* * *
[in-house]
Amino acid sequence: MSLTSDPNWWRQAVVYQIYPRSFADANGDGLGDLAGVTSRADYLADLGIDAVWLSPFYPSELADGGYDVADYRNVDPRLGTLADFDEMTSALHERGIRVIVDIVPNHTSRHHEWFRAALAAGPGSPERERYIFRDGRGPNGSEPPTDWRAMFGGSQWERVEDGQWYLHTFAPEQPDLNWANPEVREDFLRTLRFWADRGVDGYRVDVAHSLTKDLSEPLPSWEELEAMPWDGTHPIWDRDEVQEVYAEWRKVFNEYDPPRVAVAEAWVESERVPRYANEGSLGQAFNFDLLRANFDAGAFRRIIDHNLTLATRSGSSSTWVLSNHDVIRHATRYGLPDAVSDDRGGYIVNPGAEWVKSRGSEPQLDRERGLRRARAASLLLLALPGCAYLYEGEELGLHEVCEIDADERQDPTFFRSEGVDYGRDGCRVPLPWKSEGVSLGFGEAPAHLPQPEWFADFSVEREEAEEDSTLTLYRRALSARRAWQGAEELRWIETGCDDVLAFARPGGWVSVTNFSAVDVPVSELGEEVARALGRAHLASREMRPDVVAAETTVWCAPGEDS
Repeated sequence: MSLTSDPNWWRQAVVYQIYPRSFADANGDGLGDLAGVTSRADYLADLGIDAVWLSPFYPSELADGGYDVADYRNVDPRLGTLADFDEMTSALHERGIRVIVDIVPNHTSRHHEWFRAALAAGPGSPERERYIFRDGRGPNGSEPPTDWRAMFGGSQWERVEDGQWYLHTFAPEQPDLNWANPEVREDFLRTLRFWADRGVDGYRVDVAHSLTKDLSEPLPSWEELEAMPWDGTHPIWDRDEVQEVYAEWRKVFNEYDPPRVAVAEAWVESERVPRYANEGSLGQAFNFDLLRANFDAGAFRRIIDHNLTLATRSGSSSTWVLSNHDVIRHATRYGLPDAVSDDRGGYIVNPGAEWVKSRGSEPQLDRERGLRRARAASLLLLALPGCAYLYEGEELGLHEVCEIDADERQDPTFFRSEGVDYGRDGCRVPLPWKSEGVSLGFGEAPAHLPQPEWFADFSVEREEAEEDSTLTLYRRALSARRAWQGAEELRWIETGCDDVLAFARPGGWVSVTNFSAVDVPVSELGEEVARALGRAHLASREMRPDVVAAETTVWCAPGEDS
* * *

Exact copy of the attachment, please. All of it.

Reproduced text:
[in-house]
Amino acid sequence: MSLTSDPNWWRQAVVYQIYPRSFADANGDGLGDLAGVTSRADYLADLGIDAVWLSPFYPSELADGGYDVADYRNVDPRLGTLADFDEMTSALHERGIRVIVDIVPNHTSRHHEWFRAALAAGPGSPERERYIFRDGRGPNGSEPPTDWRAMFGGSQWERVEDGQWYLHTFAPEQPDLNWANPEVREDFLRTLRFWADRGVDGYRVDVAHSLTKDLSEPLPSWEELEAMPWDGTHPIWDRDEVQEVYAEWRKVFNEYDPPRVAVAEAWVESERVPRYANEGSLGQAFNFDLLRANFDAGAFRRIIDHNLTLATRSGSSSTWVLSNHDVIRHATRYGLPDAVSDDRGGYIVNPGAEWVKSRGSEPQLDRERGLRRARAASLLLLALPGCAYLYEGEELGLHEVCEIDADERQDPTFFRSEGVDYGRDGCRVPLPWKSEGVSLGFGEAPAHLPQPEWFADFSVEREEAEEDSTLTLYRRALSARRAWQGAEELRWIETGCDDVLAFARPGGWVSVTNFSAVDVPVSELGEEVARALGRAHLASREMRPDVVAAETTVWCAPGEDS
Repeated sequence: MSLTSDPNWWRQAVVYQIYPRSFADANGDGLGDLAGVTSRADYLADLGIDAVWLSPFYPSELADGGYDVADYRNVDPRLGTLADFDEMTSALHERGIRVIVDIVPNHTSRHHEWFRAALAAGPGSPERERYIFRDGRGPNGSEPPTDWRAMFGGSQWERVEDGQWYLHTFAPEQPDLNWANPEVREDFLRTLRFWADRGVDGYRVDVAHSLTKDLSEPLPSWEELEAMPWDGTHPIWDRDEVQEVYAEWRKVFNEYDPPRVAVAEAWVESERVPRYANEGSLGQAFNFDLLRANFDAGAFRRIIDHNLTLATRSGSSSTWVLSNHDVIRHATRYGLPDAVSDDRGGYIVNPGAEWVKSRGSEPQLDRERGLRRARAASLLLLALPGCAYLYEGEELGLHEVCEIDADERQDPTFFRSEGVDYGRDGCRVPLPWKSEGVSLGFGEAPAHLPQPEWFADFSVEREEAEEDSTLTLYRRALSARRAWQGAEELRWIETGCDDVLAFARPGGWVSVTNFSAVDVPVSELGEEVARALGRAHLASREMRPDVVAAETTVWCAPGEDS